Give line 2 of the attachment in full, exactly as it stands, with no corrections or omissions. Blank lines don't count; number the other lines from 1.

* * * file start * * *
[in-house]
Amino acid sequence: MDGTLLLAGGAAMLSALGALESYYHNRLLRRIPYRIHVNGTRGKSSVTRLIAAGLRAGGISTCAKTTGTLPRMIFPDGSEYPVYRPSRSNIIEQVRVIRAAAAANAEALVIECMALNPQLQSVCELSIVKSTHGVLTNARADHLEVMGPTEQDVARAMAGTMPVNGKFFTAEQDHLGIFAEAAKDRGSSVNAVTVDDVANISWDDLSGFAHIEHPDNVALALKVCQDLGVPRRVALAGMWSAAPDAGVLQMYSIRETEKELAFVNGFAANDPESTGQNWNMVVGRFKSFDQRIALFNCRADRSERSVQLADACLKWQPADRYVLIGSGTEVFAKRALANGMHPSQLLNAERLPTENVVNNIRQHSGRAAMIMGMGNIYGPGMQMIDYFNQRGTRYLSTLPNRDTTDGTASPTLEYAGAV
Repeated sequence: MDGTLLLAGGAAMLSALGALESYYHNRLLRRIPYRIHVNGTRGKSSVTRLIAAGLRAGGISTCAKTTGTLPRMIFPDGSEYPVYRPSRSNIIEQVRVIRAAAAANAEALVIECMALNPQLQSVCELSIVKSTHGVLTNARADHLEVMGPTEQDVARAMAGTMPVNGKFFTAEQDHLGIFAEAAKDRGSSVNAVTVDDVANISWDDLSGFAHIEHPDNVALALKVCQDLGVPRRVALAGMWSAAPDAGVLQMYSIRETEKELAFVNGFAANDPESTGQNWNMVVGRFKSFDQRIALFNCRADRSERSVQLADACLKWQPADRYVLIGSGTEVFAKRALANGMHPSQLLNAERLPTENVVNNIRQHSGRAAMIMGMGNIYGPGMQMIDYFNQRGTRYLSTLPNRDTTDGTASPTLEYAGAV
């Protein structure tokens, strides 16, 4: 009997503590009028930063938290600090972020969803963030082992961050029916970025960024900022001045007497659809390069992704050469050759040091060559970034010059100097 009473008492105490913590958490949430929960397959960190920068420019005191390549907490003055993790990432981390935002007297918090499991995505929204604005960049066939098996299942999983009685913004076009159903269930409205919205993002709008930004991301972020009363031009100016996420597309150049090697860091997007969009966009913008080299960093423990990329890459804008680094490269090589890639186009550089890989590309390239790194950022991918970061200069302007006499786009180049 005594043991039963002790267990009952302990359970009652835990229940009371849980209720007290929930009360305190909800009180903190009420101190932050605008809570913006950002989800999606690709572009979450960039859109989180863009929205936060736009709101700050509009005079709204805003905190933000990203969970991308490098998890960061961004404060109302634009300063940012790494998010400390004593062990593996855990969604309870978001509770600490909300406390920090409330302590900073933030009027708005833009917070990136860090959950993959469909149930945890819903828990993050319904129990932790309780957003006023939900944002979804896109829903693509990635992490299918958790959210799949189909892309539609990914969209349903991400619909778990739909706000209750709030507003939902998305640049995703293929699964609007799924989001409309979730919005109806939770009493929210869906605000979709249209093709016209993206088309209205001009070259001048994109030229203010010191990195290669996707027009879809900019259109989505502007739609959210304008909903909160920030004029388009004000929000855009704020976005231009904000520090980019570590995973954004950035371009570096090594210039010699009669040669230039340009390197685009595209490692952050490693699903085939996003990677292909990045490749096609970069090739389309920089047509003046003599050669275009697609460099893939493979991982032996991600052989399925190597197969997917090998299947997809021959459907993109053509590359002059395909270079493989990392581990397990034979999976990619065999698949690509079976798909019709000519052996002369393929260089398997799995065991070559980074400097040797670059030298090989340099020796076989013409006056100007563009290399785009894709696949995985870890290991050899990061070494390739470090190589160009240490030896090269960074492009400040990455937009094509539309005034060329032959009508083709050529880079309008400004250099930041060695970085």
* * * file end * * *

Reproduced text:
Amino acid sequence: MDGTLLLAGGAAMLSALGALESYYHNRLLRRIPYRIHVNGTRGKSSVTRLIAAGLRAGGISTCAKTTGTLPRMIFPDGSEYPVYRPSRSNIIEQVRVIRAAAAANAEALVIECMALNPQLQSVCELSIVKSTHGVLTNARADHLEVMGPTEQDVARAMAGTMPVNGKFFTAEQDHLGIFAEAAKDRGSSVNAVTVDDVANISWDDLSGFAHIEHPDNVALALKVCQDLGVPRRVALAGMWSAAPDAGVLQMYSIRETEKELAFVNGFAANDPESTGQNWNMVVGRFKSFDQRIALFNCRADRSERSVQLADACLKWQPADRYVLIGSGTEVFAKRALANGMHPSQLLNAERLPTENVVNNIRQHSGRAAMIMGMGNIYGPGMQMIDYFNQRGTRYLSTLPNRDTTDGTASPTLEYAGAV